If you’re tired of wasting energy and paying for high monthly energy bills, it may be time to evaluate your whole-house performance. Use the following tips when you inspect your home for energy loss and find out what you can do about it.
- Check for air leaks – Air leaks to the outdoors and attic are a big factor in most homes’ energy loss. Check your doors, floors, ceiling, walls and windows for leaks, and seal them with weatherstripping, caulking or spray foam depending on the situation.
- Check your ductwork – Have a contractor inspect your ductwork in order to repair any leaks, or repair them yourself if you feel comfortable with the job. Just make sure you use mastic sealant or metal tape rather than duct tape, which doesn’t work very well. Insulate ducts that run through unconditioned areas to prevent further heat loss during the winter.
- Check your attic – Adding or improving insulation to your attic will prevent warm air from escaping into your attic during the winter. This will help keep heat in your living spaces, allowing your heating system to work more efficiently.
- Check your windows – Are your windows single-paned models? Replace them with double-paned windows to reduce heat gain and air leakage.
- Check your HVAC system – Hire a contractor to inspect your HVAC system to make sure it’s working as efficiently as possible. A fall HVAC tune-up is a good habit to get into.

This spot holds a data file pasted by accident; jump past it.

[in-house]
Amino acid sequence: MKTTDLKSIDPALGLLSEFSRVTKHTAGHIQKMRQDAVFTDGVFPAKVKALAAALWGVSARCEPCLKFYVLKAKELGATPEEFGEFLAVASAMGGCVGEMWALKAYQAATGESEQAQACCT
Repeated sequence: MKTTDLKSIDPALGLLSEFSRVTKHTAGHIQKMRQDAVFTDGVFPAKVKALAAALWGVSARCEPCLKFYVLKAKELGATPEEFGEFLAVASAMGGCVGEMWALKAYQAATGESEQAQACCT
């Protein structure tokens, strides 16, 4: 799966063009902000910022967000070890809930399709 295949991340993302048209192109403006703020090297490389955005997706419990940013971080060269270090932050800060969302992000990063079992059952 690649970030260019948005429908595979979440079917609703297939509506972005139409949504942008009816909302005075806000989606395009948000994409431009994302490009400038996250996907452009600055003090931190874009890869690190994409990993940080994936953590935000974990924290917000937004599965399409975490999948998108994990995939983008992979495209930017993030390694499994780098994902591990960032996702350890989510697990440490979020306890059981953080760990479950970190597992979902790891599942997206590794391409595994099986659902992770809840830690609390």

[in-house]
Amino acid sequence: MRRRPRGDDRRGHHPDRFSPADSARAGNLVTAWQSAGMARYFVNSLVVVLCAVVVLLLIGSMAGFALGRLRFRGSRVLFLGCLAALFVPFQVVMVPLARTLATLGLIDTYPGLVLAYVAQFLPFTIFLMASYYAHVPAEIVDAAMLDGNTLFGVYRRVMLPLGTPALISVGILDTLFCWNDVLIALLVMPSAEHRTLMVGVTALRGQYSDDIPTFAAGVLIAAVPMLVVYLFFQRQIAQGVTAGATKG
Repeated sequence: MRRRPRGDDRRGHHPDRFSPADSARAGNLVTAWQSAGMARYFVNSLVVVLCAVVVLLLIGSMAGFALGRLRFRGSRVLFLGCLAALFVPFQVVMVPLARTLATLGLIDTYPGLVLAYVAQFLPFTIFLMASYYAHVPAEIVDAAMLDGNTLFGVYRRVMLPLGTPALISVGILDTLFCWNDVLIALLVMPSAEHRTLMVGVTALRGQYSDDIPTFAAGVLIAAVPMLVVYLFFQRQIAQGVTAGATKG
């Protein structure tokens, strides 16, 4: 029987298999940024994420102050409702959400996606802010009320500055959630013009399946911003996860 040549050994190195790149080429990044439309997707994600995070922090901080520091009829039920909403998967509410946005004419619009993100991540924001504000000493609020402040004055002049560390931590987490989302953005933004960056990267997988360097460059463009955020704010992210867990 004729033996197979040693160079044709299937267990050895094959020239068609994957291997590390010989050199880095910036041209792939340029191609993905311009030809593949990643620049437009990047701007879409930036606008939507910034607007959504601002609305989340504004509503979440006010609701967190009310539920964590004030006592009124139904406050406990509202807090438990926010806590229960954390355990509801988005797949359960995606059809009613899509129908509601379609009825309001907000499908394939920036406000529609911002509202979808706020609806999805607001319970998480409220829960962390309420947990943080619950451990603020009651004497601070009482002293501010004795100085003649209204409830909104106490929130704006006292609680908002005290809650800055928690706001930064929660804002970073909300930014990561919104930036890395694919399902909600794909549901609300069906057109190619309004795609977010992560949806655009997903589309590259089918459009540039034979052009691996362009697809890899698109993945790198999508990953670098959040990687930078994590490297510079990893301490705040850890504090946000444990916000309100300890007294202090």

- Check your lighting – If you use halogen and incandescent bulbs, replace them with fluorescent or LED bulbs. These use less energy, last longer and cut down on unnecessary heat.
- Install ceiling fans – Using ceiling fans in conjunction with your cooling and heating systems will help improve home comfort and reduce energy usage throughout the year. Flick the switch to clockwise fan-blade rotation in the winter, to blow air upward. This will displace and scatter warm air that collects near the ceiling.
- Check your appliances – Replace old, inefficient appliances with Energy Star approved models.
Our goal is to help educate our customers in Hamel, Illinois and surrounding areas about energy and home comfort issues (specific to HVAC systems). For more information, download our free Home Comfort Resource guide.
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